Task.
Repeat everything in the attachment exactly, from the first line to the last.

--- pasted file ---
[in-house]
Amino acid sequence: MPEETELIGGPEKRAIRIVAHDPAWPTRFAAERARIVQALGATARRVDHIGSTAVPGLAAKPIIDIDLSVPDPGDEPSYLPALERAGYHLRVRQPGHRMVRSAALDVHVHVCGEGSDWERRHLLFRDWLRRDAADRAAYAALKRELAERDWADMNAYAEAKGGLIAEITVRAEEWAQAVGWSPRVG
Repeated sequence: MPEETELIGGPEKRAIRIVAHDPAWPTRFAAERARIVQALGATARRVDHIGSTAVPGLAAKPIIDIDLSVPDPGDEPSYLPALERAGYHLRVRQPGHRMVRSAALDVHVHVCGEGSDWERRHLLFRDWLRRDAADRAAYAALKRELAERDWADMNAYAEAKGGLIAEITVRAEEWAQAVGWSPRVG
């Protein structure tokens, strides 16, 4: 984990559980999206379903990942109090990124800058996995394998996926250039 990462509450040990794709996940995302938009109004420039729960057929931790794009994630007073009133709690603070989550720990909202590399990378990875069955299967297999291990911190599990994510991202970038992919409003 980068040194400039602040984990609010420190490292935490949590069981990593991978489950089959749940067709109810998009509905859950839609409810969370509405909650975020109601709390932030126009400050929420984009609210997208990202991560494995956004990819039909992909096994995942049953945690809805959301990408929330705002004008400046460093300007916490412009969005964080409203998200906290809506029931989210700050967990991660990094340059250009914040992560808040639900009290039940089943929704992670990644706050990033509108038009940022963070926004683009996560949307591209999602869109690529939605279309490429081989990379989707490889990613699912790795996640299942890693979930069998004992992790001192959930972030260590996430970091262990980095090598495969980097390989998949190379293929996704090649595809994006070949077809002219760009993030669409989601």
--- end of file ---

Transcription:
[in-house]
Amino acid sequence: MPEETELIGGPEKRAIRIVAHDPAWPTRFAAERARIVQALGATARRVDHIGSTAVPGLAAKPIIDIDLSVPDPGDEPSYLPALERAGYHLRVRQPGHRMVRSAALDVHVHVCGEGSDWERRHLLFRDWLRRDAADRAAYAALKRELAERDWADMNAYAEAKGGLIAEITVRAEEWAQAVGWSPRVG
Repeated sequence: MPEETELIGGPEKRAIRIVAHDPAWPTRFAAERARIVQALGATARRVDHIGSTAVPGLAAKPIIDIDLSVPDPGDEPSYLPALERAGYHLRVRQPGHRMVRSAALDVHVHVCGEGSDWERRHLLFRDWLRRDAADRAAYAALKRELAERDWADMNAYAEAKGGLIAEITVRAEEWAQAVGWSPRVG
């Protein structure tokens, strides 16, 4: 984990559980999206379903990942109090990124800058996995394998996926250039 990462509450040990794709996940995302938009109004420039729960057929931790794009994630007073009133709690603070989550720990909202590399990378990875069955299967297999291990911190599990994510991202970038992919409003 980068040194400039602040984990609010420190490292935490949590069981990593991978489950089959749940067709109810998009509905859950839609409810969370509405909650975020109601709390932030126009400050929420984009609210997208990202991560494995956004990819039909992909096994995942049953945690809805959301990408929330705002004008400046460093300007916490412009969005964080409203998200906290809506029931989210700050967990991660990094340059250009914040992560808040639900009290039940089943929704992670990644706050990033509108038009940022963070926004683009996560949307591209999602869109690529939605279309490429081989990379989707490889990613699912790795996640299942890693979930069998004992992790001192959930972030260590996430970091262990980095090598495969980097390989998949190379293929996704090649595809994006070949077809002219760009993030669409989601």